In his chapter, Jared opens up and tells the intensely personal story of his struggle with anxiety and depression – and how the Supernatural fandom taught him what he needed to know to keep fighting:

The fandom has taught me to Always Keep Fighting. More often than not, the fight sucks. But I guess that’s why it’s a fight. The fandom has helped me realize that there will be a brighter day on the horizon. It may be further off than you’d hope, but it’s there, and if you believe that and commit to fighting through hardships, you will find that peace.

As Misha says in his chapter:

Not everyone has a supportive family around them to help get you through the hard times. But luckily, in this SPNFamily, you may have landed in a supportive and loving community – a community that has your back.

That’s also why FDEWB benefits Random Acts and Attitudes in Reverse – because we are a community, and we do have each other’s backs.

Jensen puts it this way in his chapter:

You see, we’re not strangers anymore. You’re not strange to me. Of course we’re all a LITTLE strange – and we take the little bit of strange in each of us and mix those little bits all up together, all of us, and that’s why we love the relationship we have. You’re family.

Now that we’ve seen the Ackles family’s eccentric and utterly awesome house, what Jensen wrote about the little bit of strange in each of us seems even more heartwarming!

We hope that every time you read Family Don’t End With Blood, you remember just how much difference this little television show and its unique family have made in so many lives, both cast and fans. And we hope it brings you some peace and joy.

Happy holidays from all of us at Fangasm, and we look forward to seeing and hearing from all of you in 2019!

FDEWB23

Lynn

If you’d like to read Family Don’t End With

Blood, and benefit Random Acts and AIR, it’s on

sale on Amazon at the links on our home page!

Emotionally Powerful, Just How I like It – Supernatural Byzantium

 

I watched last week’s Supernatural episode at a Supernatural convention in Jacksonville with my friend , YouTuber Alana King. That meant we recorded our reactions live for her video, much of which consisted of me making stunned faces and needing lots of tissues, which our helpful friend Christina kept tossing over from off camera. Alana and I were in shock half the time, so there are long stretches of us frozen with our jaws hanging open (which is not very attractive NGL) but when we did get animated, there was a lot to say.  I’ll link the video at the end if you’d like to laugh at us. Feel free!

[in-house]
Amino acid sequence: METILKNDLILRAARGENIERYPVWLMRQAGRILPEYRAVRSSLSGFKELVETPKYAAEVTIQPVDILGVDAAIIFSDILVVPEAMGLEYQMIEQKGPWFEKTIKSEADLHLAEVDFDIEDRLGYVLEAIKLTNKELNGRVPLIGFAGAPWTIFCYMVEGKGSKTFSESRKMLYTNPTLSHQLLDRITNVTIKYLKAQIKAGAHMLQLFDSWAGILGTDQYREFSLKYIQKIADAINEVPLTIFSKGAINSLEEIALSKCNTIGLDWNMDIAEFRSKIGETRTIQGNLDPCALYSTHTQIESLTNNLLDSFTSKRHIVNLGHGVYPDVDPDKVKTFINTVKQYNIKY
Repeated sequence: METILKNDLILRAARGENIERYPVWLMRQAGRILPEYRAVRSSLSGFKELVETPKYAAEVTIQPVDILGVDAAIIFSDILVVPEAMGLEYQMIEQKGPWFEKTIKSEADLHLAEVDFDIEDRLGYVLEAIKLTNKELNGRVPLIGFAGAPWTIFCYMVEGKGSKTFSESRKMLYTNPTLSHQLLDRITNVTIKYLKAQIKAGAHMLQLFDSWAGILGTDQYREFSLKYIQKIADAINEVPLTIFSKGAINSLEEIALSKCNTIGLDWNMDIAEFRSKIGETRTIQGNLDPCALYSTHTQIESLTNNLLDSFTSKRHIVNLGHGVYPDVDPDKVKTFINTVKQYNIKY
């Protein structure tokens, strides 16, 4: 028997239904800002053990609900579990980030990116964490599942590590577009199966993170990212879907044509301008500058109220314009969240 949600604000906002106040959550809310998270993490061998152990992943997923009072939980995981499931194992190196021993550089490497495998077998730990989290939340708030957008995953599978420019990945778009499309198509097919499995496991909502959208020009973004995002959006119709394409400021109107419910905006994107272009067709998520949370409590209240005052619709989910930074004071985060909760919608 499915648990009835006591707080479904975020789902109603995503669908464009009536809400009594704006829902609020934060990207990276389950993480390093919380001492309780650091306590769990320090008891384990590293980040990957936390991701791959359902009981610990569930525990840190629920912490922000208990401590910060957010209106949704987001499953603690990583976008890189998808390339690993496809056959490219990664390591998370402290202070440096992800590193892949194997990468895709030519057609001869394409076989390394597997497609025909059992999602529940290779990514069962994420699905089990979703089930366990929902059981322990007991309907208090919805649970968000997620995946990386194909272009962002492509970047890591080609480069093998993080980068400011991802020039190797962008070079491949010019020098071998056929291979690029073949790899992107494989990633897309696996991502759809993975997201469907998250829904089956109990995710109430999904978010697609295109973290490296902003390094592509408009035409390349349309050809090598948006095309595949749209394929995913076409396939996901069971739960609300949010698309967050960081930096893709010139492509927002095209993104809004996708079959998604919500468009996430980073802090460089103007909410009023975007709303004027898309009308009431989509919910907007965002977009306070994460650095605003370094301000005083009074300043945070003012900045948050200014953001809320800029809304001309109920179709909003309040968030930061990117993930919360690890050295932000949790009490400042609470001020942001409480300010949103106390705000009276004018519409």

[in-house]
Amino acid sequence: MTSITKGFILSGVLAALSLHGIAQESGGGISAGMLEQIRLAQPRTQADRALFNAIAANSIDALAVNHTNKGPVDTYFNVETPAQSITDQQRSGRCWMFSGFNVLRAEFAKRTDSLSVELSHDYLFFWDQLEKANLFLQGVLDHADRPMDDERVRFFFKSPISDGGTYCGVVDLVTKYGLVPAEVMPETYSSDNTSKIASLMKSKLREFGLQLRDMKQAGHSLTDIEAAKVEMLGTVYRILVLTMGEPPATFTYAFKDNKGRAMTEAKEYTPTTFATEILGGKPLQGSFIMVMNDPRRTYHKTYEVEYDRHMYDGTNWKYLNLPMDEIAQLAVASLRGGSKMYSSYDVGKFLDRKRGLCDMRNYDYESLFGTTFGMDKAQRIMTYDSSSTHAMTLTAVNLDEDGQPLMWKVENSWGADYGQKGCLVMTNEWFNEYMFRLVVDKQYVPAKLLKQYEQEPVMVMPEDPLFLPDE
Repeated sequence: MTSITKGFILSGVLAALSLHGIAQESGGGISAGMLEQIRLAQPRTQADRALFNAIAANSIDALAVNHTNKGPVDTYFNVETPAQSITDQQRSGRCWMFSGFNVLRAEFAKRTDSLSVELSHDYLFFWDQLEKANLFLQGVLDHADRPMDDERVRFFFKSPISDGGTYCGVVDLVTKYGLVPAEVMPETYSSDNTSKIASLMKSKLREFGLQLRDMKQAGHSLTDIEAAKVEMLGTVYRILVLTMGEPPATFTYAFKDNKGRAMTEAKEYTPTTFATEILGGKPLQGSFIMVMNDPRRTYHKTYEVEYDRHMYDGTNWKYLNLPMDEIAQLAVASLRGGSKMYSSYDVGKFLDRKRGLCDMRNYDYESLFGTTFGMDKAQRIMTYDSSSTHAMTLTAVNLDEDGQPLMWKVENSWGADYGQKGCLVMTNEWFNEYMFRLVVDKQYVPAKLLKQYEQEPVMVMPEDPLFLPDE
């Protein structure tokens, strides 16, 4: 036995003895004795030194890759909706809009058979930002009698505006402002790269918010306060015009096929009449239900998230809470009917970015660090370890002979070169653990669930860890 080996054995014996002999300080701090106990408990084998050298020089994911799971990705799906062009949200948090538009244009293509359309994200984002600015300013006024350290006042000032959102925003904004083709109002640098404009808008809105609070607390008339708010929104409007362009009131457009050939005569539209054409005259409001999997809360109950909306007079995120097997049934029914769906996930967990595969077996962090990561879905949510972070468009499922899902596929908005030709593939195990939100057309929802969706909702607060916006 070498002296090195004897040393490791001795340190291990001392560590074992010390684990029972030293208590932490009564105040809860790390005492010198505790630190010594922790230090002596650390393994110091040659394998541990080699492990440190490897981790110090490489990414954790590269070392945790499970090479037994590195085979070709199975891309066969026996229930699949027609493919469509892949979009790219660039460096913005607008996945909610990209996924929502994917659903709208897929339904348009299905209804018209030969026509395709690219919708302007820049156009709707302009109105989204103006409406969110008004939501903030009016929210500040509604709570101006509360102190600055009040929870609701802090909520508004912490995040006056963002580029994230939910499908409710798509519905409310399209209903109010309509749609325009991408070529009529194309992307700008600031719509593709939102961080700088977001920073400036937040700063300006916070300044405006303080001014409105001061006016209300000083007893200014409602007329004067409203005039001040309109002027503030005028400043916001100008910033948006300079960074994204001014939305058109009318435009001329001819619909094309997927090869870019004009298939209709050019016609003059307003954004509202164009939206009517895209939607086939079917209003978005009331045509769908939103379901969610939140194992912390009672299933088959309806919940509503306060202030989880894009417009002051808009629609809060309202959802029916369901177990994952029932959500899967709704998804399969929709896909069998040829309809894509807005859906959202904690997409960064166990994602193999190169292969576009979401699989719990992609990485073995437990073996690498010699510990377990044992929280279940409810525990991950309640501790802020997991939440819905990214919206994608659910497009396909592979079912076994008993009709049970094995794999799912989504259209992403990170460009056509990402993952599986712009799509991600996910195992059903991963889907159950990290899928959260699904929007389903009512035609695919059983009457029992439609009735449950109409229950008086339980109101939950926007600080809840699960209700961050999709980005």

Now that the con is over and I’ve had time to do a rewatch, I’ve got some deeper thoughts and some praise for pretty much everyone who had a hand in crafting this episode – and that makes me one happy fangirl!

The episode begins with Jack’s three dads sitting at his bedside, doing just what Rowena said – watching over him as he dies.  (Cue my first wobbly lower lip).  Sam is right there next to him, so much sadness in his expressive eyes. Dean is across the room, struggling to hold it together, hands gripping the sides of the dresser telegraphing all the emotion he’s trying not to show. Cas stands watching over all of them, blue eyes troubled.

Jack is the one dealing with his impending death the best, saying that maybe this is how it’s supposed to be and asking his dads not to be sad.

Dean: Don’t give me that meant to be crap.

Jack starts to cough, having trouble breathing, and Dean walks out, unable to watch someone he loves suffering. He’s angry, as he always is when life hands someone he cares about a raw deal.  He punches the wall like he did when  Bobby was dying, even as Jack asks Sam to tell Dean that it’s okay. The role reversal here at the end of Jack’s life is painful, Jack trying so hard to comfort the three men who are already grieving him.

Jack: Sam, what happens next, for someone like me?